Toyota is proud of the optional audio system, by JBL – although this unit won’t be available on Australian models which will get a 6.1-inch screen, and is Europe-specific. This company claims to equip 80% of the world’s concert halls. The system in the C-HR was designed-in at an early stage, to give the speakers sonically helpful positions. Driven by 576 watts of amplification, the setup has nine speakers and does indeed produce a spacious and engaging sound.

WHAT’S IT LIKE ON THE ROAD?

For a crossover – you always have to bear that condition in mind – the C-HR is fun to steer. You don’t sense much cornering roll, and the car goes round any corner in satisfying proportion with your inputs at the steering wheel. Even at the limits of cornering grip, it resists understeer and still feels confident and accurate.

2017 Toyota C-HR review

Few crossovers manage to combine lively cornering behaviour with a pliant ride, but this one does. Noise from the suspension and tyres is decently suppressed too.

So the result is a car that’s reasonably handy to steer around urban junctions, and lopes along the highway in relaxing calm. It’s a well-judged combination.

2017 Toyota C-HR review

Performance from the 1.2-litre turbo engine isn’t very strong on paper, but on the road it shows an encouraging enthusiasm that belies the figures. The turbocharger goes to work to fill out the low-rpm torque, so it hardly matters that the red-line is a constrained 5500rpm. It’s a smooth-sounding engine too.

2017 Toyota C-HR review

As to the 90kW (system power) hybrid version, it’s smooth and quiet in town but moans and groans in open-road acceleration and when pulling out of corners. I didn’t enjoy it. Finally, its brake pedal has a disconcertingly unpredictable action, due to the mechanism to splits effort between the discs and the regeneration system.  In contrast the 1.2 Turbo’s brakes feel more satisfying and are easier to feather smoothly.

WHAT ABOUT THE SAFETY FEATURES?

The C-HR is too new to have an NCAP test. But it’s comforting to see a five-star rating for the closely related 2016 Prius. The Prius structure was strong except in the most brutal side pole-impact test where the driver’s chest showed only ‘marginal’ protection. Another marginal score for the Prius was for the driver’s chest in the difficult front offset-barrier impact test, but it’s possible the C-HR’s different seat and steering wheel position will alter this result.

Airbags include curtain bags front and rear, and a driver’s kneebag. In the back, all three passengers get a head restraint and three-point belt. There are two sets of easily-accessible ISOFIX child-seat points with top tether.

2017 Toyota C-HR review

The range of electronic systems is pretty comprehensive. As standard there’s a forward collision mitigation system that warns the driver, then pre-conditions the brake system, and finally if a crash is very close it goes on to brake autonomously. It’ll detect vehicles and pedestrians. Independent tests by EuroNCAP and by the European Car of the Year jury found that the system is effective up to higher speeds than most similar installations.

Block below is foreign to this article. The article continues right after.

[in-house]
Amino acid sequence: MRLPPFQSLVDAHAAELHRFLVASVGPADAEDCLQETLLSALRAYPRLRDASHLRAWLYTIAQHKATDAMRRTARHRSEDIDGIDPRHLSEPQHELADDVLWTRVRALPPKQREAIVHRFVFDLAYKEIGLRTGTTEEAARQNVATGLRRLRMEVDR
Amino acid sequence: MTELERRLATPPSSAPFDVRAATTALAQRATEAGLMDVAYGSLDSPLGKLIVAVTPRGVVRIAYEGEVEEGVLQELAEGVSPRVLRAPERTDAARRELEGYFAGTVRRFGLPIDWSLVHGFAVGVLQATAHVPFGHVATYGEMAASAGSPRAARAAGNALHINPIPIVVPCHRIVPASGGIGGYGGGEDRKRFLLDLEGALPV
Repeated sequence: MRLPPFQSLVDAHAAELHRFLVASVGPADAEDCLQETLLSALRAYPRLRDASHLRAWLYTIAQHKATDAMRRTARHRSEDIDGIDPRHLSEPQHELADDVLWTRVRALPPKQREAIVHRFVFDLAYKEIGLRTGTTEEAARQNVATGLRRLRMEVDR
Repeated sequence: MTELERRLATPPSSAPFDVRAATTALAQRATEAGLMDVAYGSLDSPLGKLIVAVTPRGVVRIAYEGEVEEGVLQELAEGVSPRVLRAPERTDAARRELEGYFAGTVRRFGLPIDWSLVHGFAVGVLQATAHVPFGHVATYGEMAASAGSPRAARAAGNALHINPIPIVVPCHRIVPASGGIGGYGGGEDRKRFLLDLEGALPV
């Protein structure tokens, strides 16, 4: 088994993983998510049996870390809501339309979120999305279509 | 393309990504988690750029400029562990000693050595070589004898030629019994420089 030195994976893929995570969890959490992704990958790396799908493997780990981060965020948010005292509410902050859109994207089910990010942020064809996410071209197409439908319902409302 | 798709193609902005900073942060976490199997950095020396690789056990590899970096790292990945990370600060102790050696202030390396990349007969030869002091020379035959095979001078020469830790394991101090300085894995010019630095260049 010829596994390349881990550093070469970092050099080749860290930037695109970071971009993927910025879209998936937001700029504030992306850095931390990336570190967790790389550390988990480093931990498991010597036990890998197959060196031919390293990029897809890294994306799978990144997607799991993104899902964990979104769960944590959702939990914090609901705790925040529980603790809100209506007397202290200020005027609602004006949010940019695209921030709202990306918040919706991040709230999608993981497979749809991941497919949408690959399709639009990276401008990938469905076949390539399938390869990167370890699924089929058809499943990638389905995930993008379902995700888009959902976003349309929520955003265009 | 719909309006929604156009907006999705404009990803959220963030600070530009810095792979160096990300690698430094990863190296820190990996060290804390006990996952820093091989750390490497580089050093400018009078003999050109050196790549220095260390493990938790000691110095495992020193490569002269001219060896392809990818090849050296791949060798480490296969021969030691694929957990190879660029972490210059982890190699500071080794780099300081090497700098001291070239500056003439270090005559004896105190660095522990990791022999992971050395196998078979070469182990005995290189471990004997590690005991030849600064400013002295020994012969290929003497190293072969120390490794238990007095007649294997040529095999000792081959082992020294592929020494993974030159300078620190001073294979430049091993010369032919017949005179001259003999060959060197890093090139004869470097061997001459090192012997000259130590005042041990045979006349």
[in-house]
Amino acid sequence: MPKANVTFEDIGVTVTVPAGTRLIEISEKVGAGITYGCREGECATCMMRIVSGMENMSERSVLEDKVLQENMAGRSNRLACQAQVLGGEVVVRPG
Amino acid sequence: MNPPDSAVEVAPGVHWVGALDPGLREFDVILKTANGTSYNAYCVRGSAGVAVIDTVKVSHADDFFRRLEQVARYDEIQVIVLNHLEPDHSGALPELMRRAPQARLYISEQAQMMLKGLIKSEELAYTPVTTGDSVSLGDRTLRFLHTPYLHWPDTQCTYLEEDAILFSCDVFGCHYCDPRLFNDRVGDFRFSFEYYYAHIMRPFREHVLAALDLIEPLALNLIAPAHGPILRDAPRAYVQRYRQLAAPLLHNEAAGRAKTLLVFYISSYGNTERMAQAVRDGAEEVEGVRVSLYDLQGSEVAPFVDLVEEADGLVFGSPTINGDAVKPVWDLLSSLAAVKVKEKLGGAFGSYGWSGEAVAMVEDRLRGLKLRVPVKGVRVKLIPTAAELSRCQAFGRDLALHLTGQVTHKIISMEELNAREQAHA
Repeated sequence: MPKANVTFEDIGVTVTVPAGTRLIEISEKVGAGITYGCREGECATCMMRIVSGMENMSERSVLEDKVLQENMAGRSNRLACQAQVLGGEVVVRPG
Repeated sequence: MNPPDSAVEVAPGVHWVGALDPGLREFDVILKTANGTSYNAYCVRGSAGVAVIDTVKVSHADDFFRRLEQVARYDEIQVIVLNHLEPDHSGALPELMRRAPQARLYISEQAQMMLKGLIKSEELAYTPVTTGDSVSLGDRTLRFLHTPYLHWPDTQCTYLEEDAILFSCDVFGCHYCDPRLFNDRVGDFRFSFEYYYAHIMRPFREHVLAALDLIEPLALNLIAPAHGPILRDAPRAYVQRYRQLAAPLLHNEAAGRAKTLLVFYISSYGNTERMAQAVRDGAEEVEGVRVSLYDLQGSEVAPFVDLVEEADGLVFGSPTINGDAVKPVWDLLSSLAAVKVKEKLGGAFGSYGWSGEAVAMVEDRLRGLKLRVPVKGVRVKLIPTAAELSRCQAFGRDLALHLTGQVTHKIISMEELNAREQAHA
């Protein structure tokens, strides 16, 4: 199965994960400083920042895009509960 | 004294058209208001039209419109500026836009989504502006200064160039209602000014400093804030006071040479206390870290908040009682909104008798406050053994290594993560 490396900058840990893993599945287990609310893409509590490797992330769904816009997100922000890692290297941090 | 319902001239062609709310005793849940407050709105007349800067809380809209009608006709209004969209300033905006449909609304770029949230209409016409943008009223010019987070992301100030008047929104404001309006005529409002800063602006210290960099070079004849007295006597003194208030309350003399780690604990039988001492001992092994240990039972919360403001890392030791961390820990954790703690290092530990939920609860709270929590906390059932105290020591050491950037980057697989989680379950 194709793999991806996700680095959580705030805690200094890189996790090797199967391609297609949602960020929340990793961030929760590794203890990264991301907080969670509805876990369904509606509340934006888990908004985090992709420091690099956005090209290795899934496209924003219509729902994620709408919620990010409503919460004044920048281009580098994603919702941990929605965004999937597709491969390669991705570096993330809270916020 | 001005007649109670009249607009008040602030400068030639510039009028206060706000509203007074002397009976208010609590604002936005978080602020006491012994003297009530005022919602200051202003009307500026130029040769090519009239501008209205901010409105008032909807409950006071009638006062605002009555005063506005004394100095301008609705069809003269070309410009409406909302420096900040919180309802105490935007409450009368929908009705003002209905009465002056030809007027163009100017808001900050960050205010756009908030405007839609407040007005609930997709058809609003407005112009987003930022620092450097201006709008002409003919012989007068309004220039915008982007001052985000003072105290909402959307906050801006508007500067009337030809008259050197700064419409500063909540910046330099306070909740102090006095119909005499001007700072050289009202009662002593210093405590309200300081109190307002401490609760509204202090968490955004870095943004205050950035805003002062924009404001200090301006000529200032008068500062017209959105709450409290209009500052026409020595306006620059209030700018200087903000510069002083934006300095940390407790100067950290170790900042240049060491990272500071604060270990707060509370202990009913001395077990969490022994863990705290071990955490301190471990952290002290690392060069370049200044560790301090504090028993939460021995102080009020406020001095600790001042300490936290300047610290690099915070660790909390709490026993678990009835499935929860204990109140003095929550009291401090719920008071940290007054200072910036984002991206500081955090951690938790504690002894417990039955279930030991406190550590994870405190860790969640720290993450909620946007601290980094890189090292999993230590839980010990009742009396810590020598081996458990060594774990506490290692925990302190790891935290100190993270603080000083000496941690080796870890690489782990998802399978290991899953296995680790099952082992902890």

The same radar system is used for a standard adaptive cruise control system, which is certainly a safety aid if you consider its ability ot reduce fatigue on long trips. A well-calibrated lane-keeping system goes hand-in-hand with that. The lane-assist’s camera also keeps an eye on speed-limit signs and relays them via the instruments, although this feature won’t be available on Australian delivered variants.

A blind-spot detection system comes with the higher trim levels, together with cross-traffic alert that warns when you’re going into the path of another vehicle when reversing perpendicularly into the road.

2017 Toyota C-HR review

Editor's Rating

What's the interior like?
What's the performance, ride and handling like?
What about the safety features?
Practical Motoring Says: The Toyota C-HR will give the Honda HR-V a hard time when it arrives Down Under next year. But, only so far as the size, likely pricing and driving dynamics is concerned. The rear seat in the C-HR isn't quite up to the same level of practicality as the Honda. Beyond that, the C-HR shows off a much improved interior quality. (Be aware that our first drive rating covers a more condensed range than our full-test score)


  • Allen

    Like!

  • Fred

    More a Juke contender ,no Suv ,Just another hi riding hatch back

    • Allen

      C-HR: Coupe-High Riding.

  • Galaxy Being

    C-HRist it looks as bad as a Juke.

  • plumplum

    But no hybrid for Australia. Clearly no plug in.. Toyota made a bad mistake there and are behind the pack, likely to loose customers.

  • No apple car play or android connectivity? Sorry Toyota, no purchase from me.

Paul Horrell

Paul Horrell

Paul's working life has been paced out in cars. He began road-testing when the VW Golf was in its second generation. It's now in its eighth. He covers much more than the tyre-smoking part of the road-test landscape. He roots around in the financial machinations of the car corporations and the apparent voodoo of the technologies. Then he clarifies those complications so his general readers – too busy to lodge their heads up the industry's nether regions – get the fast track on what matters and what doesn't. A freelance writer living in London, he usually gets around the city by bicycle, which adds to his (sometimes justified) reputation as a bit green and a bit of a lefty. He's a member of Europe's Car of the Year jury.